MANILA, Philippines—The Department of Agrarian Reform (DAR) is poised to turn over responsibility for almost 60,000 hectares of untitled private agricultural lands to the Department of Environment and Natural Resources (DENR), an official said.
Based on the DAR’s database, these lands are portions of some 6,414 landholdings spread more than 74,733 untitled private agricultural lands that are in excess of 12 ha.
A Department of Justice (DOJ) legal opinion recently stated that landholdings above 12 ha should revert to the state and “these can be distributed by the DENR to qualified agrarian reform beneficiaries as certified jointly by the DAR and the DENR.”
In a statement, Agrarian Reform Secretary Virgilio de los Reyes clarified that this does not mean that the 66,837 ha to be turned over to the DENR for possible distribution would no longer be covered by the Comprehensive Agrarian Reform Program Extension with Reforms or Carper.
The change only applies to the agency in charge of acquiring and distributing such lands—in this case, the DENR.
“Thus, the bulk of the more than 74,000 ha of untitled agricultural lands will still end up with farmer-beneficiaries,” De los Reyes said, correcting earlier reports that those lands were to be removed from Carper coverage.
“Whether these lands fall under the jurisdiction of the DAR or DENR, the objective remains the same: distribute them to actual tillers or landless farmers,” he added.
The DAR is tasked with distributing private agricultural lands and government-owned lands in proclaimed settlements, while the DENR distributes alienable and disposable public lands suitable for agriculture. Included in the lands to be distributed by DAR are the untitled private agricultural lands.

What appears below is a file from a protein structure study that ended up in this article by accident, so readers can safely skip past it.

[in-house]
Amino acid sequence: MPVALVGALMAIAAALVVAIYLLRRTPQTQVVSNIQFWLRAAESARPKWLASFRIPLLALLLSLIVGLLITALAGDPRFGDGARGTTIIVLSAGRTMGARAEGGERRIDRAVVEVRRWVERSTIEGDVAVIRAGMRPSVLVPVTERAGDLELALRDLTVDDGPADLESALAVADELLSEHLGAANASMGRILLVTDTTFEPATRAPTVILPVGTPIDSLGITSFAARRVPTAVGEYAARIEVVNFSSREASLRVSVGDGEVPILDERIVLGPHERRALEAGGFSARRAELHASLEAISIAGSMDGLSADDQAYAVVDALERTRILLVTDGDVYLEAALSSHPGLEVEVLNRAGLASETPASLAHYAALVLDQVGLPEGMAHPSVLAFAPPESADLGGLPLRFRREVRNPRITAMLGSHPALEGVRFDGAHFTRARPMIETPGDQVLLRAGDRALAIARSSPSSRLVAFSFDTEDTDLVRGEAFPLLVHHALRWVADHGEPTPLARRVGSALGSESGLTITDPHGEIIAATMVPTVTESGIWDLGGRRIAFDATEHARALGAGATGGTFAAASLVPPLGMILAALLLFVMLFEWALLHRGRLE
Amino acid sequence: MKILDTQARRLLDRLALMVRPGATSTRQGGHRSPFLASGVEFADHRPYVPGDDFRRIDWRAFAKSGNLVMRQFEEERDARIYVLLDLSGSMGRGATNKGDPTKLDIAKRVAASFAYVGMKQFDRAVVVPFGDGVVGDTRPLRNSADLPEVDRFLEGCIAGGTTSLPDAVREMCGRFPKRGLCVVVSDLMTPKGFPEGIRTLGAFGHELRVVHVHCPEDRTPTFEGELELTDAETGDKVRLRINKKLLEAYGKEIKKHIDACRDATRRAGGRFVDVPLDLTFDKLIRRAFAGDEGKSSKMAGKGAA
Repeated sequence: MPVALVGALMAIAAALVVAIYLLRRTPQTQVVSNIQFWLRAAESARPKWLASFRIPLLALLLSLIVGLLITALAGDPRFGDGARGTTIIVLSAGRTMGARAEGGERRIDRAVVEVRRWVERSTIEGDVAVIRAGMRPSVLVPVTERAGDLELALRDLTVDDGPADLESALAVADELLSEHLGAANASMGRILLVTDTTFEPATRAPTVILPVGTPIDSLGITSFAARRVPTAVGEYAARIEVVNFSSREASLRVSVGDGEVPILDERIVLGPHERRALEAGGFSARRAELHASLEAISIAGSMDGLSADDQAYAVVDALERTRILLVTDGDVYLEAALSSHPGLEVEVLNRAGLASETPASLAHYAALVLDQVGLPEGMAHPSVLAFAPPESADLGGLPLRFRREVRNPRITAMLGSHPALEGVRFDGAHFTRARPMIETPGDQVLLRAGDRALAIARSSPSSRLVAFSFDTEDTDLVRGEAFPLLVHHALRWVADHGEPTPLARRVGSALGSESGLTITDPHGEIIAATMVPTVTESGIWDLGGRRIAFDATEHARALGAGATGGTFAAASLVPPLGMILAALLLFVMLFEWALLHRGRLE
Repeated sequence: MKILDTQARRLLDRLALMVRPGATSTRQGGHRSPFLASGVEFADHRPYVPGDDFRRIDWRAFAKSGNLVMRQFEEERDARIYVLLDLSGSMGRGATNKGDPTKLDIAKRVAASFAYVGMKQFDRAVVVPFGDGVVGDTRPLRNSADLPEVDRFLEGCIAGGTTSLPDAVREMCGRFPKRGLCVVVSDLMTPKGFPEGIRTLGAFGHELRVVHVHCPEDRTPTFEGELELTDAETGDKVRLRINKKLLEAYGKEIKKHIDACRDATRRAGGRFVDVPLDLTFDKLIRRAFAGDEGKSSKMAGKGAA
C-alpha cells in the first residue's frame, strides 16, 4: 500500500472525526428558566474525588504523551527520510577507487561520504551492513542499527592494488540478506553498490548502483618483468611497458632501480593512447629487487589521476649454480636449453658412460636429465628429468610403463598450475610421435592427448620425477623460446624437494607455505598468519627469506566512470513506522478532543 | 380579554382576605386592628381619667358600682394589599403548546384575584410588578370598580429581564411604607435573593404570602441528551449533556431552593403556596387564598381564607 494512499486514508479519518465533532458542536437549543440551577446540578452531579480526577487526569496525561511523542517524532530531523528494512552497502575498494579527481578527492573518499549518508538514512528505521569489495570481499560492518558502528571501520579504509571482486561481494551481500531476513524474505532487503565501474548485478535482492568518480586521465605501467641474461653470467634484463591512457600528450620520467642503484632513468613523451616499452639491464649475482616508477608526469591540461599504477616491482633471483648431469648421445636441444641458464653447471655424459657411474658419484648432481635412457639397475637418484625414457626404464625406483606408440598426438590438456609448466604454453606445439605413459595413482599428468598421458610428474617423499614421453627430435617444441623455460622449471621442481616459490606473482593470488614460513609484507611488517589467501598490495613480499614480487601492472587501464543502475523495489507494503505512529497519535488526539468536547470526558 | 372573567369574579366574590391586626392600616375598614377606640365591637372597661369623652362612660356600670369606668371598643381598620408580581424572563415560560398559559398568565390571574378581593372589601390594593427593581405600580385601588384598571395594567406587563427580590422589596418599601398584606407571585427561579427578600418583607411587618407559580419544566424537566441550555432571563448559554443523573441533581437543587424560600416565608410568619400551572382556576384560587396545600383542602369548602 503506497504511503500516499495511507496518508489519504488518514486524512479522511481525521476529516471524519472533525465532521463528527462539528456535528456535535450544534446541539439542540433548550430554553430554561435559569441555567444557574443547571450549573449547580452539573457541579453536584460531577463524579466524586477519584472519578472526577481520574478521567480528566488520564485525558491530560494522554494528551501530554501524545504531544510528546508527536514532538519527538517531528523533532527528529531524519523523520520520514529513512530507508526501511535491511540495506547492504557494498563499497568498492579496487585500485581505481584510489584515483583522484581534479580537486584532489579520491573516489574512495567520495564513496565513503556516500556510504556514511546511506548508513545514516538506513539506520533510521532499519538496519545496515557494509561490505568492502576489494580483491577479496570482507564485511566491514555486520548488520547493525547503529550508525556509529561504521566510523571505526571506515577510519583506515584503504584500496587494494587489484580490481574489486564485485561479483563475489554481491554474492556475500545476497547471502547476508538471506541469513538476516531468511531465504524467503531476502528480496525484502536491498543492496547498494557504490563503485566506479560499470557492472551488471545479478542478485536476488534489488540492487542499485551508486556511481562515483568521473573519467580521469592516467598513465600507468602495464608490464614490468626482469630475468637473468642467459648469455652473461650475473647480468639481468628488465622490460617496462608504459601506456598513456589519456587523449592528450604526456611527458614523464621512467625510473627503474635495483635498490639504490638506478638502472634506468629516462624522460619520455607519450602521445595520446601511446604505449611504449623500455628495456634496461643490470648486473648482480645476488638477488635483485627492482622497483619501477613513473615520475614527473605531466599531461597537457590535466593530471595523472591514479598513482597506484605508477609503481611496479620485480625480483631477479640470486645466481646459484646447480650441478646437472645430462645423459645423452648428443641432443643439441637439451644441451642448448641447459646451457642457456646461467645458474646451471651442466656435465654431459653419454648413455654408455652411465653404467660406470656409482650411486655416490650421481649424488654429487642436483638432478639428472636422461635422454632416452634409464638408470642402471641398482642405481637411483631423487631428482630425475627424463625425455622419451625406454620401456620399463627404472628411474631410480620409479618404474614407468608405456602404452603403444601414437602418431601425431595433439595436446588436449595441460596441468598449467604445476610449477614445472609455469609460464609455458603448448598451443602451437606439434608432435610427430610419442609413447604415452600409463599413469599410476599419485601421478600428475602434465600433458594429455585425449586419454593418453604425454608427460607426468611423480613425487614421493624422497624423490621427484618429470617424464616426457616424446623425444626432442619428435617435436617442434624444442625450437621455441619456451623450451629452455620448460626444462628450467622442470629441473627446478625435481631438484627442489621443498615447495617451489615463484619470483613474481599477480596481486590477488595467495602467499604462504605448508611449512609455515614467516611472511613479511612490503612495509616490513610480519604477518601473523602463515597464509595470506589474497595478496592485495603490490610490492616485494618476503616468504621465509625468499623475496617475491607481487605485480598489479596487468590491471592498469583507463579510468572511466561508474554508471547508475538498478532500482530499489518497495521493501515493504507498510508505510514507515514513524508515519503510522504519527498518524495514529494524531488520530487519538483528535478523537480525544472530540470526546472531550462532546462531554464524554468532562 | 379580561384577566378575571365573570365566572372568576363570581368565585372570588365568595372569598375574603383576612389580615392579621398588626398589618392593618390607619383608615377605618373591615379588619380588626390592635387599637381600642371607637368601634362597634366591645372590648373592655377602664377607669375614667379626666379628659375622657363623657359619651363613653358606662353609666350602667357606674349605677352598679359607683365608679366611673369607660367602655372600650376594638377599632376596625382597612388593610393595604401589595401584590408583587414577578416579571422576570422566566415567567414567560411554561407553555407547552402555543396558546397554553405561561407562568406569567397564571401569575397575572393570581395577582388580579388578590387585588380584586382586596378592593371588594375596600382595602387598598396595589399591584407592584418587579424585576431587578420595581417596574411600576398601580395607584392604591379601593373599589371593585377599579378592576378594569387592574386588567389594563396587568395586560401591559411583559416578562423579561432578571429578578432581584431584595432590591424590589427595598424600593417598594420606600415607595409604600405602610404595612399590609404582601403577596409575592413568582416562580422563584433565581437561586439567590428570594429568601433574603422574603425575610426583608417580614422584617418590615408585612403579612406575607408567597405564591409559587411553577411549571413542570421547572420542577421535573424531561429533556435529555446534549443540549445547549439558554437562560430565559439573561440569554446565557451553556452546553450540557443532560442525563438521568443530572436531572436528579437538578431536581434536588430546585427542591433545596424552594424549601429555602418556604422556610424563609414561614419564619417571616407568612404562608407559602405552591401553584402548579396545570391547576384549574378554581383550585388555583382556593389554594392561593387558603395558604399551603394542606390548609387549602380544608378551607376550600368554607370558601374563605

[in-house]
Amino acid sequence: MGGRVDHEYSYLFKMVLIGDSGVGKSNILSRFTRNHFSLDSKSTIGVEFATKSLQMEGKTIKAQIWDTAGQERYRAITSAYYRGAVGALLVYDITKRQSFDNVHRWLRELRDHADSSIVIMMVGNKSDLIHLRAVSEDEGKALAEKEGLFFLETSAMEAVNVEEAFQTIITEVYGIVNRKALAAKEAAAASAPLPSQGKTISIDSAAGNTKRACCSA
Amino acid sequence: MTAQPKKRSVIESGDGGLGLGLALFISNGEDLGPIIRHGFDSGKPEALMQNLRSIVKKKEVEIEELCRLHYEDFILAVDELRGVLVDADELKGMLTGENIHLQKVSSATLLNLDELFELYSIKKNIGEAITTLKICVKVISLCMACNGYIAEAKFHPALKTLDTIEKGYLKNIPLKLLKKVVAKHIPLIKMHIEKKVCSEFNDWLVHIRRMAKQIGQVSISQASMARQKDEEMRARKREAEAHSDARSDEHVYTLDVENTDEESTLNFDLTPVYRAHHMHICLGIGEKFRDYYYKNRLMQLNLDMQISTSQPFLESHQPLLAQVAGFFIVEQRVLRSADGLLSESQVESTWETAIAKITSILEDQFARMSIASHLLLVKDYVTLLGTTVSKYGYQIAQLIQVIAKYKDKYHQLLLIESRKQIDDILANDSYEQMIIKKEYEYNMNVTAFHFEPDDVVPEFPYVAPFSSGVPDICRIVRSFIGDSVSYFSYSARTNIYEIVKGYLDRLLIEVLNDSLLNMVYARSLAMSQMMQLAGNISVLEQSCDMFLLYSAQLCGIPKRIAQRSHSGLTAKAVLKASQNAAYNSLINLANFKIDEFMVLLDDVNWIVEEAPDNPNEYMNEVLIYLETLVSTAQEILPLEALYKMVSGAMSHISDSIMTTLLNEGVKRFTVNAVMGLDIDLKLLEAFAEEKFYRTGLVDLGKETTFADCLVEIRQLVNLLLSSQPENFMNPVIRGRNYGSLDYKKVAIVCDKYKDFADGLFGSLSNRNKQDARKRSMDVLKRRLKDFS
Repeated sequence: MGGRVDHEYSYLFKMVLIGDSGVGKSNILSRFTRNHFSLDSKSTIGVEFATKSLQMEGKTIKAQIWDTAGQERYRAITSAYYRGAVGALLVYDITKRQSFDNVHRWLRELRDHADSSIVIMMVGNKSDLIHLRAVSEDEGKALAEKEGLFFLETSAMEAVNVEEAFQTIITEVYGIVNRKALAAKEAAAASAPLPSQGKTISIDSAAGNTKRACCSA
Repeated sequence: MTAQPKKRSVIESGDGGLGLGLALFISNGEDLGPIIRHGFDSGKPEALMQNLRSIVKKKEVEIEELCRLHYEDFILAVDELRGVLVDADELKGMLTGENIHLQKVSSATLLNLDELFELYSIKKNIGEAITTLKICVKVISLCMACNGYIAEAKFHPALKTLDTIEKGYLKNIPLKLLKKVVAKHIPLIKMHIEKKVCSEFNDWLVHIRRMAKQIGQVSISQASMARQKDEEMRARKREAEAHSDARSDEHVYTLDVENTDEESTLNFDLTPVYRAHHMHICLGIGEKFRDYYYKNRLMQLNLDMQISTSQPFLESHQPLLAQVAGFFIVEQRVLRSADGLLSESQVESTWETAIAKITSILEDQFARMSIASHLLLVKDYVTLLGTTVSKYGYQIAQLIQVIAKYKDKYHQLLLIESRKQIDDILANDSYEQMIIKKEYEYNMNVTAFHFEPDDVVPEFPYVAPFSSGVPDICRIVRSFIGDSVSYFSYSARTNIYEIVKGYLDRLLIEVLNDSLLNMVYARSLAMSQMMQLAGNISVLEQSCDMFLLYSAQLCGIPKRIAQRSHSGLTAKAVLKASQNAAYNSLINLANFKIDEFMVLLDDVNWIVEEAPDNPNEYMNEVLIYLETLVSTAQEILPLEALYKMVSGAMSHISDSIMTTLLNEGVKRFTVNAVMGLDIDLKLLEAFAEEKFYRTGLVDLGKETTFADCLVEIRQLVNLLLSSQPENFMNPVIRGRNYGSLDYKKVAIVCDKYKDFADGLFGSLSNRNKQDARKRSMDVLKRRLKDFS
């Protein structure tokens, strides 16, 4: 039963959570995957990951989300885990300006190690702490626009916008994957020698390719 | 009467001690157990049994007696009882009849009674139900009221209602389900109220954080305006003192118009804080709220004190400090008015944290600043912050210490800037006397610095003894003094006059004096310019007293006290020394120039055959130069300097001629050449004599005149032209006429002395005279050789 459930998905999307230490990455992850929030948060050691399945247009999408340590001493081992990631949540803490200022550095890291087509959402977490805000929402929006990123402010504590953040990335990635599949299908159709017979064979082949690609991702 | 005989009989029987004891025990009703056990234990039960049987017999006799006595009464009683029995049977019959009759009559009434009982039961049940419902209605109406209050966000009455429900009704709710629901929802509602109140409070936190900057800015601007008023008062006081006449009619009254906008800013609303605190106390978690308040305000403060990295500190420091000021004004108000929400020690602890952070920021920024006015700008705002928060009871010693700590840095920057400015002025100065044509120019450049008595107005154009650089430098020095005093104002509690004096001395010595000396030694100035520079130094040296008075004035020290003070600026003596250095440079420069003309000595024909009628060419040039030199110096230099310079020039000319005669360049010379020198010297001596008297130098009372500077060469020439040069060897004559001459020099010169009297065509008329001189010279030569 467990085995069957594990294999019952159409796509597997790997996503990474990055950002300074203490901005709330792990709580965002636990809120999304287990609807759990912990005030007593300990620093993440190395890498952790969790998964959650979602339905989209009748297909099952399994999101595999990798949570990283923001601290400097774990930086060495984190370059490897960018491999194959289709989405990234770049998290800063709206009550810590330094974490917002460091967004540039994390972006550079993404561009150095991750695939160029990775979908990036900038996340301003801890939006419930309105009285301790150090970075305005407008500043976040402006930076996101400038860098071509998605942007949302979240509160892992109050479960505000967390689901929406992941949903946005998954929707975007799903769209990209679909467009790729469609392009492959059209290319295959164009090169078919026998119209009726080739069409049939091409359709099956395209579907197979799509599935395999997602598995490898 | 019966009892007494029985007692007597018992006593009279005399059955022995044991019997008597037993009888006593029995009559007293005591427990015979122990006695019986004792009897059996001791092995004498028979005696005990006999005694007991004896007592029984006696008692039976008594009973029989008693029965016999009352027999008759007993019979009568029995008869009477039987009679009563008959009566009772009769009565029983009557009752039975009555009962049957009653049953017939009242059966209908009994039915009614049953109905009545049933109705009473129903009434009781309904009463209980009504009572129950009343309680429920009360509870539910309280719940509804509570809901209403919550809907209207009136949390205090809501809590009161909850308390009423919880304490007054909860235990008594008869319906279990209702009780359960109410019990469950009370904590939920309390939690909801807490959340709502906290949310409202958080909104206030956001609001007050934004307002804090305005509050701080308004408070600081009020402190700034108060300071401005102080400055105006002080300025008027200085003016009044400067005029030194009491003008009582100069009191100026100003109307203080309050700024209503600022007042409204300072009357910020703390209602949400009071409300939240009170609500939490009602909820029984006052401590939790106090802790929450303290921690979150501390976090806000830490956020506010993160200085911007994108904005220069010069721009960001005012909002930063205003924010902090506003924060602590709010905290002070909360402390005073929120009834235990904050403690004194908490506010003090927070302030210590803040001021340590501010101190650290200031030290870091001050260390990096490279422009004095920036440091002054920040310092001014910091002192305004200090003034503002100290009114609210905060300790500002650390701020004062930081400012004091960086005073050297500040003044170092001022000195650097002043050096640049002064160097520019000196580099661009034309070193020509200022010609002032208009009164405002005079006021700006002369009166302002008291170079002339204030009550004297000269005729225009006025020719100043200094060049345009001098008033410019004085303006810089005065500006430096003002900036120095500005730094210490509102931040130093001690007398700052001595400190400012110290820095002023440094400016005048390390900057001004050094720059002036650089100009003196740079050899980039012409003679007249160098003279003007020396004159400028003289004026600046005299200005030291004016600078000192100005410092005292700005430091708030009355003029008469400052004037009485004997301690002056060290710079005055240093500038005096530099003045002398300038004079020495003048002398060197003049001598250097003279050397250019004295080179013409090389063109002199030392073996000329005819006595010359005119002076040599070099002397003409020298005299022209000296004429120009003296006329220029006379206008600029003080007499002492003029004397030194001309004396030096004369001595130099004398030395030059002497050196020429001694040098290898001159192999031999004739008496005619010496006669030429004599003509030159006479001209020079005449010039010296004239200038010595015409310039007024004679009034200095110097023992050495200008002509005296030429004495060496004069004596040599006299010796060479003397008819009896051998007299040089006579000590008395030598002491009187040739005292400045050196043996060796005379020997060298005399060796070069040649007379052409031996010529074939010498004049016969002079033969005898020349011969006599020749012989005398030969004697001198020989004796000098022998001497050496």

But a DOJ opinion sought by the DAR indicated that the DAR was not responsible for the disposition of untitled private agricultural lands in excess of 12 ha, De los Reyes said.
Under the Constitution and the Public Lands Act, as amended, a person can claim not more than 12 ha of untitled lands, according to the DOJ opinion. “It is for this reason that a person can only claim to be a landowner of not more than 12 ha of untitled private agricultural lands. Anything beyond this is publicly owned,” under the DENR’s jurisdiction, De los Reyes said.
“In effect, the DOJ opinion states that while the DAR remains the agency responsible for distributing untitled private agricultural lands which are 12 ha and below, in cases of this class of landholdings which are beyond 12 ha, the DENR will be responsible for distributing the area in excess of 12 ha since this portion is technically public agricultural land,” he said.
However, De los Reyes said, agrarian reform beneficiaries of lands awarded by the DENR need not pay amortization and will need to shell out only a minimal payment under miscellaneous sales or sales patent.
The DAR sought the DOJ opinion after the Land Bank of the Philippines pointed out that it could not put value to portions of untitled private agricultural lands in excess of 12 ha which were being acquired by the DAR for distribution.
The balance of untitled private agricultural lands totaling 7,896 ha will continue to be acquired and distributed by the DAR.
Under Carper coverage, only five hectares of land can be retained by any individual, corporation, association or partnership currently in possession of untitled private agricultural lands that are 12 ha and below.
De los Reyes said DAR and DENR officials have agreed to meet at the soonest possible time to discuss the mechanics of distribution of untitled private agricultural lands.